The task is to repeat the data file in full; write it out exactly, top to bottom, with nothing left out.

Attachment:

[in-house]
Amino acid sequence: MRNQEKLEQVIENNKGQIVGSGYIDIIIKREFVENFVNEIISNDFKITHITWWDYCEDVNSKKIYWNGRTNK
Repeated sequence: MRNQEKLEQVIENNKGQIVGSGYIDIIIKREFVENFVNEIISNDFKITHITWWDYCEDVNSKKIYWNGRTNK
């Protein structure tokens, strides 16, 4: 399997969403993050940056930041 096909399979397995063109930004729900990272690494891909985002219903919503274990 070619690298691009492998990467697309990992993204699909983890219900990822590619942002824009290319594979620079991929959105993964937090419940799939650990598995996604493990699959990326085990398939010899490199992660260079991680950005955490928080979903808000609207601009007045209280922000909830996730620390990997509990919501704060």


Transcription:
[in-house]
Amino acid sequence: MRNQEKLEQVIENNKGQIVGSGYIDIIIKREFVENFVNEIISNDFKITHITWWDYCEDVNSKKIYWNGRTNK
Repeated sequence: MRNQEKLEQVIENNKGQIVGSGYIDIIIKREFVENFVNEIISNDFKITHITWWDYCEDVNSKKIYWNGRTNK
């Protein structure tokens, strides 16, 4: 399997969403993050940056930041 096909399979397995063109930004729900990272690494891909985002219903919503274990 070619690298691009492998990467697309990992993204699909983890219900990822590619942002824009290319594979620079991929959105993964937090419940799939650990598995996604493990699959990326085990398939010899490199992660260079991680950005955490928080979903808000609207601009007045209280922000909830996730620390990997509990919501704060």